1. A diverse book I have read and enjoyed
  2. A diverse book that has already been released but I have not read
  3. A diverse book that has not yet been released

Read and enjoyed: Brown Girl Dreaming by Jacqueline Woodson

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Goodreads Link

Summary:

Raised in South Carolina and New York, Woodson always felt halfway home in each place. In vivid poems, she shares what it was like to grow up as an African American in the 1960s and 1970s, living with the remnants of Jim Crow and her growing awareness of the Civil Rights movement. Touching and powerful, each poem is both accessible and emotionally charged, each line a glimpse into a child’s soul as she searches for her place in the world.

Woodson’s eloquent poetry also reflects the joy of finding her voice through writing stories, despite the fact that she struggled with reading as a child. Her love of stories inspired her and stayed with her, creating the first sparks of the gifted writer she was to become.

I reread this recently and it was an absolute delight. Woodson’s writing was beautiful, immersing me completely as it evoked her family life and world as a child. Telling the memoir in verse was especially effective in evoking emotions, and the sense of times gone past.

As a writer, I enjoyed the details of her coming to realise her intuitive passion for words and storytelling and began to write. I especially loved this moment, when she discovered a picture book with an African-American child and realised “that someone who looked like me/could be in the pages of the book/that someone who looked like me/had a story” – it was incredibly moving.

TBR: Ida by Alison Evans

Goodreads Link

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Summary:

How do people decide on a path, and find the drive to pursue what they want?

Ida struggles more than other young people to work this out. She can shift between parallel universes, allowing her to follow alternative paths.

One day Ida sees a shadowy, see-through doppelganger of herself on the train. She starts to wonder if she’s actually in control of her ability, and whether there are effects far beyond what she’s considered.

How can she know, anyway, whether one universe is ultimately better than another? And what if the continual shifting causes her to lose what is most important to her, just as she’s discovering what that is, and she can never find her way back?

Ida is an intelligent, diverse and entertaining novel that explores love, loss and longing, and speaks to the condition of an array of overwhelming, and often illusory, choices.

I’ve been so looking forward to reading Ida, which was released in Australia in January – it’s so rare to see ownvoices stories of genderqueer characters, and I’ve heard a lot about how great the queer rep is + how naturally it’s integrated.

Whilst I’m not generally a sci-fi reader, the premise does sound really interesting – a blend of contemporary and realism with the classic coming-of-age/finding your path YA and New Adult concerns. Should be a thought-provoking read!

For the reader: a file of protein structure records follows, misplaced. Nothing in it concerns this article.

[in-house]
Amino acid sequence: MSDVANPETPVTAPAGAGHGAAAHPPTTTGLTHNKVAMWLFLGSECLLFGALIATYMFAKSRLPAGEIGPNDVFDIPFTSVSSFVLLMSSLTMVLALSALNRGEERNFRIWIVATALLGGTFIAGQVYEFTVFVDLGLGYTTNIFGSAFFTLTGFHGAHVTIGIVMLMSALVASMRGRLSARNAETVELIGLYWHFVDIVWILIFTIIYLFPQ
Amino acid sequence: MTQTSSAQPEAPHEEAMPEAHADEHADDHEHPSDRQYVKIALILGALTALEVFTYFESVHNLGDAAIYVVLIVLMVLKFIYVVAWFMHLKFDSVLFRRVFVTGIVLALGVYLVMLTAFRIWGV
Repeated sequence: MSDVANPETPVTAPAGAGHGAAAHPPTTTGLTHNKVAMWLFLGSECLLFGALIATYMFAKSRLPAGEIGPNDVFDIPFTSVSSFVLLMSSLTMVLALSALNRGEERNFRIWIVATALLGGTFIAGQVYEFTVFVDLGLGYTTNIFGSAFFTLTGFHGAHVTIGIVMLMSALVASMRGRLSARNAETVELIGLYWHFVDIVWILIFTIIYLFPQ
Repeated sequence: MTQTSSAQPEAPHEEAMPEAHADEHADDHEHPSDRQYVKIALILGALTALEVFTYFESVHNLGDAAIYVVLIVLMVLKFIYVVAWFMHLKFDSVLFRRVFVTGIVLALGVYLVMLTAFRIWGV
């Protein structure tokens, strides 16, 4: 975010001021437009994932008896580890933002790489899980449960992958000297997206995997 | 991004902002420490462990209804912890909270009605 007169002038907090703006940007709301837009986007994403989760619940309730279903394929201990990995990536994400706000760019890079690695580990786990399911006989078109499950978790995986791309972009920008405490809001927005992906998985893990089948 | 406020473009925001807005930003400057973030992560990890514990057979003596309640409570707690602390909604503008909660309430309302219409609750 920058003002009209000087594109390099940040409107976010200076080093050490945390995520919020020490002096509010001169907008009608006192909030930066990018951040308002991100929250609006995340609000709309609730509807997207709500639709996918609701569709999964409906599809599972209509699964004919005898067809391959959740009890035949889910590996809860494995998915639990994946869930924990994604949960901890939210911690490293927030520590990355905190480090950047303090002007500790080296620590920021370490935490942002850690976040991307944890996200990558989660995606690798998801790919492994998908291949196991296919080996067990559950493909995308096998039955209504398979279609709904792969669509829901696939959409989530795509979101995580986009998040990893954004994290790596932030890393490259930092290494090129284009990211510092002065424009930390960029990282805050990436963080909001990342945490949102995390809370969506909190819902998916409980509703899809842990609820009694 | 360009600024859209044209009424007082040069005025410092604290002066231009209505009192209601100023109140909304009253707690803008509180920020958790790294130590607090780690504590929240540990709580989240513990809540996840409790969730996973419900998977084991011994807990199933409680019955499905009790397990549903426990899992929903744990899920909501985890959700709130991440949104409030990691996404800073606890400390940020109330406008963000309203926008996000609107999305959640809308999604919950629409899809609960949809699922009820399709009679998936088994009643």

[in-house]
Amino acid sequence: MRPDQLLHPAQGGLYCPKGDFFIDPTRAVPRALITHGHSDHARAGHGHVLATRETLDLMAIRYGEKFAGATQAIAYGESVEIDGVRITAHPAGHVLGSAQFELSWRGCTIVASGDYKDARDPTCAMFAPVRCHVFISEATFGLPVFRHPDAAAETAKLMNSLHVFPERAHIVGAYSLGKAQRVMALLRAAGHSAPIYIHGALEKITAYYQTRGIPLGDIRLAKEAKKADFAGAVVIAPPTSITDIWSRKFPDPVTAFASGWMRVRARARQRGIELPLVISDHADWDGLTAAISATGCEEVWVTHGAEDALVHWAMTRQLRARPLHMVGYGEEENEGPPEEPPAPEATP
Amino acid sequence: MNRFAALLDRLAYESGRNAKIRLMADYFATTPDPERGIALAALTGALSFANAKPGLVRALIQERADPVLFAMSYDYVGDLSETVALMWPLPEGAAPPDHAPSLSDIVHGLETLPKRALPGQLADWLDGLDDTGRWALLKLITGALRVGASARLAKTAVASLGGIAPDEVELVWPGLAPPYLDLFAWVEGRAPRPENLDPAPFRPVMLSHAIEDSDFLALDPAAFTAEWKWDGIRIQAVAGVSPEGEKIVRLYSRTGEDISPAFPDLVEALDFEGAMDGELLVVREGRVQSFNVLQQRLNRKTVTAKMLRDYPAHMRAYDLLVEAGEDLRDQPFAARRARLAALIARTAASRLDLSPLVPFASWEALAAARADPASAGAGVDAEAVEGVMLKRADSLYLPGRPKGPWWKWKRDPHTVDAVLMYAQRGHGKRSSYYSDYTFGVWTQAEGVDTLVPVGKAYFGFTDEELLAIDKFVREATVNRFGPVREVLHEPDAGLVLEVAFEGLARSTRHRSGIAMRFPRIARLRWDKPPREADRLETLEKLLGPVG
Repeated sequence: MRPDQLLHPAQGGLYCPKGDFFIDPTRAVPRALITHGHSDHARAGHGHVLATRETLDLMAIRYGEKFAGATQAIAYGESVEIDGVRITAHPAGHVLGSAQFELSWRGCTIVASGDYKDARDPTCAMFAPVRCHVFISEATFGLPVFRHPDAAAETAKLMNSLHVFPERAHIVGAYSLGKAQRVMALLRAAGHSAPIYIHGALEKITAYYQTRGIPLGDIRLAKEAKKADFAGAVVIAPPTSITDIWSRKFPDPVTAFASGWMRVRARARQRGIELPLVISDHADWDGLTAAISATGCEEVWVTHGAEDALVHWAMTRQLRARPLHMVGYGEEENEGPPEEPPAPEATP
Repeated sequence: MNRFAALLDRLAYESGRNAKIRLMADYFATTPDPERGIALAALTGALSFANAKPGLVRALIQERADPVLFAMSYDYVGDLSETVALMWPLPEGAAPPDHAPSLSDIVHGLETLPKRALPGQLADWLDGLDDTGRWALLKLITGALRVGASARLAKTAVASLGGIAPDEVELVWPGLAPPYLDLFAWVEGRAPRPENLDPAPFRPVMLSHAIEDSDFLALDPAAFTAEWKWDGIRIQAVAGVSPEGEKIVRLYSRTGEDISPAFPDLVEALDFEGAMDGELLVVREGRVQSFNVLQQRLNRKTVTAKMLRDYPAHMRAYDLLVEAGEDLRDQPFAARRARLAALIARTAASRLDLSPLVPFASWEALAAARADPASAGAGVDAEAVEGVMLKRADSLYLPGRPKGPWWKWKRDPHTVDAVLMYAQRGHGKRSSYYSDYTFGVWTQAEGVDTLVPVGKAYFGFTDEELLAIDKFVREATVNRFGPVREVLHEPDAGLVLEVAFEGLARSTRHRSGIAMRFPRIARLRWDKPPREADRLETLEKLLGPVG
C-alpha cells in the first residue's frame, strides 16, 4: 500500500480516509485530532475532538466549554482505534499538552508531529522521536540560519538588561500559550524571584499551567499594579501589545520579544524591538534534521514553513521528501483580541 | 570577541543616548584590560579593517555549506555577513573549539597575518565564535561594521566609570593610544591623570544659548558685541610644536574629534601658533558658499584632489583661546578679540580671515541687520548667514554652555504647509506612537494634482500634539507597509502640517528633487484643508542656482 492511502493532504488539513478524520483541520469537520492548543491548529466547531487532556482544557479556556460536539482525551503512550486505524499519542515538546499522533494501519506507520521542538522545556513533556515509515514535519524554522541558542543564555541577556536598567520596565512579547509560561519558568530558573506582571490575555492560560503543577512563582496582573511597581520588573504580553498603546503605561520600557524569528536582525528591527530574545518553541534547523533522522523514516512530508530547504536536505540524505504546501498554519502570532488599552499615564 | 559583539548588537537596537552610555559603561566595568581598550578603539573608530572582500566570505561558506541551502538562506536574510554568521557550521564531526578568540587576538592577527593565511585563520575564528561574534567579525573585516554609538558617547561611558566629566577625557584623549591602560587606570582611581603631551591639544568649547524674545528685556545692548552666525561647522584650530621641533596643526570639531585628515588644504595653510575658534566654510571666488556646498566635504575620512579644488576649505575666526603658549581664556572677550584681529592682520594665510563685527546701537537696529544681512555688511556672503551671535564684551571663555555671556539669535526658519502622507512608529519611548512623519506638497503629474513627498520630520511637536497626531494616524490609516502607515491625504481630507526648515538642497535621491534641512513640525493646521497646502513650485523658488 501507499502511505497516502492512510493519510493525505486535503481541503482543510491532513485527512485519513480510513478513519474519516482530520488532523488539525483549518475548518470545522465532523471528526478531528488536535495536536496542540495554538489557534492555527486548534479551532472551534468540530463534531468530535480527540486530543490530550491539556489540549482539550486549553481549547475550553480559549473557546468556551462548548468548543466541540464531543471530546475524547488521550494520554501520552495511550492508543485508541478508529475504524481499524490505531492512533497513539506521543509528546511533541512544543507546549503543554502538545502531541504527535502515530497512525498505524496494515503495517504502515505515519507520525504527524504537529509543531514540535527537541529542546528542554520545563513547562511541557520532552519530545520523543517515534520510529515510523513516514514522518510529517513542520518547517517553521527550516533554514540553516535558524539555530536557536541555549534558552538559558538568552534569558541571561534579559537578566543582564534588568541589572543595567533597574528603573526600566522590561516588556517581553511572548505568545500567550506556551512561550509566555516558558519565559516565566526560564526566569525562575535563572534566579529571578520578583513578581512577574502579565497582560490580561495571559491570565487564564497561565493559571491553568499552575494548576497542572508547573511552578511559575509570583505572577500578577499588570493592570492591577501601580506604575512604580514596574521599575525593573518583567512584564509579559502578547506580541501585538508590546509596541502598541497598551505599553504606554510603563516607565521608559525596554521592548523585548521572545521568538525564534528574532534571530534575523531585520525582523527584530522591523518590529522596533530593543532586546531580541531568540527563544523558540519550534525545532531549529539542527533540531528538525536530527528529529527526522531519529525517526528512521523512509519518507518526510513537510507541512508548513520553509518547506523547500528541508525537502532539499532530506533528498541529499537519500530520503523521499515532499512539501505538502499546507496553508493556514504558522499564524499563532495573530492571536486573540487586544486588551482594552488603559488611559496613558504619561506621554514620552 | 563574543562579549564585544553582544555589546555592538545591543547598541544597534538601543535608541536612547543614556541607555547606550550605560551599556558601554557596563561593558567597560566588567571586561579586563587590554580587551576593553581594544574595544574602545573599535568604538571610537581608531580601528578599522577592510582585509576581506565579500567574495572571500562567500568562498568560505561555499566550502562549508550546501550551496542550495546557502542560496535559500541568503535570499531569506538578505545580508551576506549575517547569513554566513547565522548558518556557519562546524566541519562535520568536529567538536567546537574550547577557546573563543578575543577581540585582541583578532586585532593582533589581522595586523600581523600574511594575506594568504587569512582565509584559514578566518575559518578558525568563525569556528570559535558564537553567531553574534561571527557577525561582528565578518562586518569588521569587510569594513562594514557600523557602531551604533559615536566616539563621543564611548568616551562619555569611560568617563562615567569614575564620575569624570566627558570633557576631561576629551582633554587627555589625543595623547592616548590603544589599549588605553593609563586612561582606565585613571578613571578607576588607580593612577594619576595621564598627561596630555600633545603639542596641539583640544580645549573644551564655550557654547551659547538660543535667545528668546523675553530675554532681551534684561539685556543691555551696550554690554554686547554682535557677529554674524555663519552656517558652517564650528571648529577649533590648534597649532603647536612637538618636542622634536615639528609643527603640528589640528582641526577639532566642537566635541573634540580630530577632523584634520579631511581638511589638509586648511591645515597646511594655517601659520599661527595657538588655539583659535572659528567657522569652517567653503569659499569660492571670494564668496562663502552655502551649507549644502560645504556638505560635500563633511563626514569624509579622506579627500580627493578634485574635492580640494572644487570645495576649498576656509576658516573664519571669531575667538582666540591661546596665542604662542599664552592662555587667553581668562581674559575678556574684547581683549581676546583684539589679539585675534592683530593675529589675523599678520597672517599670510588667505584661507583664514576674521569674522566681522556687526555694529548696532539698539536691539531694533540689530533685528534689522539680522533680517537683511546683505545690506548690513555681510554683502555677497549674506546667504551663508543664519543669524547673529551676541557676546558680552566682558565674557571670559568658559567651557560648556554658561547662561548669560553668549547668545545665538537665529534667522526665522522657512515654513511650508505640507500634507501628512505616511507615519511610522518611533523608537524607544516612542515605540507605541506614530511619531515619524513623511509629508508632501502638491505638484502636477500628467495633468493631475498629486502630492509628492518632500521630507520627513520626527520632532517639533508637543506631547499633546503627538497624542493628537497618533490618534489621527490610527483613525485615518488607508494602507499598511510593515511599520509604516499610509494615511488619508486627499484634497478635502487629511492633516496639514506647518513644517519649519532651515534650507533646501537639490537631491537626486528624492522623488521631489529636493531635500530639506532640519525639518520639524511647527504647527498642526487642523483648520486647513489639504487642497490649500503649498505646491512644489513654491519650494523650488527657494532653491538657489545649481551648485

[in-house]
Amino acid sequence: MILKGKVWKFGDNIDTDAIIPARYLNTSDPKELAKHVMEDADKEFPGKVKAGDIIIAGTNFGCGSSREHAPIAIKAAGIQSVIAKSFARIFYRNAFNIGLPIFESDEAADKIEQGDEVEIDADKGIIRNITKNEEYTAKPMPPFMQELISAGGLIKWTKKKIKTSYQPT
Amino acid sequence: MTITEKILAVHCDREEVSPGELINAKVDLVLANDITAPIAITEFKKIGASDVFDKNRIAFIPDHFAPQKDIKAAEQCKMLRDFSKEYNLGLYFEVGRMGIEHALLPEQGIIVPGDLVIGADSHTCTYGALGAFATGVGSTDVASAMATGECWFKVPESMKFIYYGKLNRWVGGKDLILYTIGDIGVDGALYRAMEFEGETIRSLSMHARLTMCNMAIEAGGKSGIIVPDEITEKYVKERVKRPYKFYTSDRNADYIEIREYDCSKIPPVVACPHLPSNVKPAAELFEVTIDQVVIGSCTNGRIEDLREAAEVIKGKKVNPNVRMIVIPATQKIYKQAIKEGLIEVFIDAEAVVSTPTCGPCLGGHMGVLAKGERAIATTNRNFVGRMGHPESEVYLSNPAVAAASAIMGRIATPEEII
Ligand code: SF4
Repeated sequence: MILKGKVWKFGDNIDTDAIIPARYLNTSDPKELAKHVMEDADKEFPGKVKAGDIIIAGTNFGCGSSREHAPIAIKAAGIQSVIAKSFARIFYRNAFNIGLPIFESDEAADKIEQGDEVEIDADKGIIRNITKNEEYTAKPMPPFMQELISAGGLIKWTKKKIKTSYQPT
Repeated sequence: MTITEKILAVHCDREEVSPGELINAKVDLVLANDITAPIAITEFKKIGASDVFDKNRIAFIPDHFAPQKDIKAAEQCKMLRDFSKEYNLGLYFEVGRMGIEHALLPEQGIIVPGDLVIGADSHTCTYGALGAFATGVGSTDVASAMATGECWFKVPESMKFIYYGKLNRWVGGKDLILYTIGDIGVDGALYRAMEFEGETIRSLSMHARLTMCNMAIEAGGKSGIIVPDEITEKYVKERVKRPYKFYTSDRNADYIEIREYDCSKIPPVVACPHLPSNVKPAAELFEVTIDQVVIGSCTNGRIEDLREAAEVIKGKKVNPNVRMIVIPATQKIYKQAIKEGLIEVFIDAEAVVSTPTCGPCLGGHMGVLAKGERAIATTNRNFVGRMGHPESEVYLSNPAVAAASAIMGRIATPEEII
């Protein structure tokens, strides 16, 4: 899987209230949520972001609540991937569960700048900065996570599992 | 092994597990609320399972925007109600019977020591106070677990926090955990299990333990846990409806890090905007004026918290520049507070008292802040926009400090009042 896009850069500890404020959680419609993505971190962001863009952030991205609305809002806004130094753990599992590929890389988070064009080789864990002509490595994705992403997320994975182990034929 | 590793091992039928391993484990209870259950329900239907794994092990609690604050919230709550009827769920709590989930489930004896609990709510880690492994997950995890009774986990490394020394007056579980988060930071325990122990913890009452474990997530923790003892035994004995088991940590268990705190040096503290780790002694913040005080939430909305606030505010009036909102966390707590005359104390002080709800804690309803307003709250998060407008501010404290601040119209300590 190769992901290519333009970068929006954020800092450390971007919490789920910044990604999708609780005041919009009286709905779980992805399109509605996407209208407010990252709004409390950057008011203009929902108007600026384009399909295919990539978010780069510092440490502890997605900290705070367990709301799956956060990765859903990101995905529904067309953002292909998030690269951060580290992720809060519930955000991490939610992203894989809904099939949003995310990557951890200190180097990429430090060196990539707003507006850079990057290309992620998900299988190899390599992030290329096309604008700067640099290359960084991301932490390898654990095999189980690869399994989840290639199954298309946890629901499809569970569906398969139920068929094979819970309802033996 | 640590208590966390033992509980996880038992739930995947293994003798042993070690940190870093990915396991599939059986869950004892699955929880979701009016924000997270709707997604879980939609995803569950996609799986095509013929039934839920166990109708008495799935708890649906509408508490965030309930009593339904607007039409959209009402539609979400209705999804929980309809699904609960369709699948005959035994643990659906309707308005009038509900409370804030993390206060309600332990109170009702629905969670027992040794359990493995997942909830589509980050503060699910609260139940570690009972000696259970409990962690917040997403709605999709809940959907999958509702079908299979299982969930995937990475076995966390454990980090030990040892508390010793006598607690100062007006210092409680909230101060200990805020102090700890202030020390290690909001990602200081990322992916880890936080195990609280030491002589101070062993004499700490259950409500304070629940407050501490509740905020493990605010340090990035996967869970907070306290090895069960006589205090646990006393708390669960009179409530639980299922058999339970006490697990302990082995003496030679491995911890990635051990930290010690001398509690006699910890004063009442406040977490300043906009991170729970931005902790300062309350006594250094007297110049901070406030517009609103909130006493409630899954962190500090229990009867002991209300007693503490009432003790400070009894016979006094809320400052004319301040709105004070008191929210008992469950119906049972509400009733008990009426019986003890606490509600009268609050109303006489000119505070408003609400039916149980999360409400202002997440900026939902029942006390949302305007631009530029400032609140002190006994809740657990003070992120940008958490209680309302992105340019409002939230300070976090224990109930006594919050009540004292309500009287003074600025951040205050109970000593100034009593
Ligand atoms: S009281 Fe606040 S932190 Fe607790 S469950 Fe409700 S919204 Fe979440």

Not Yet Released: The Girl with the Red Balloon by Katherine Locke

Goodreads Link

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When sixteen-year-old Ellie Baum accidentally time-travels via red balloon to 1988 East Berlin, she’s caught up in a conspiracy of history and magic. She meets members of an underground guild in East Berlin who use balloons and magic to help people escape over the Wall—but even to the balloon makers, Ellie’s time travel is a mystery. When it becomes clear that someone is using dark magic to change history, Ellie must risk everything—including her only way home—to stop the process.

You had me at ‘conspiracy of history and magic’. The Cold War’s a fascinating period of history, and I’d love to learn more about it through this story. This is an ownvoices book, featuring a Jewish-American protag.

Have you read any of these books? What are your thoughts?

First Light by Rebecca Stead – Review

Book Review: First Light by Rebecca Stead. Thank you to Text Publishing for sending me a review copy!

Goodreads Link

Publisher’s Website

Book’s Website

First Light was a beautiful read, blending science fiction and fantasy in a clever way, filled with mystery and suspense, and with its lovable characters. Rebecca Stead is most well-known for her second book When You Reach Me, the Newbery Medal winner – which I do highly recommend! – but I did slightly prefer First Light over it: its plot was more complex, and the characters more compelling. My thoughts are below the blurb.

Summary

Thea has never seen the sun. Her world lies deep within a glacier, a place of great beauty, hardship and superstition. She longs for her people to return to the surface, but her search forces her to defy her powerful grandmother – and reveals the truth behind her mother’s tragic death.

Peter has arrived in Greenland to live on the ice while his father studies climate change. There, he is troubled by strange visions – visions that lead him to a crevice in the glacier…

My thoughts

To start with, I absolutely adored Thea, one of the protagonists. She’s a fourteen-year-old from Gracehope – an imaginary society of hundreds of people inside a glacier in Greenland, descended from a group of persecuted settlers who sought safety there, several generations ago. Thea’s given nuance through the pressure she feels as the last daughter of the first line of settlers, through her role caring for the Chikchu dogs within her society, and her relationships with those around her (her conflict with her grandmother Rowen, and her friendships and family relationships). What I loved most about her was her passionate conviction in finding a better path for her people, and her courage and vulnerability throughout the story.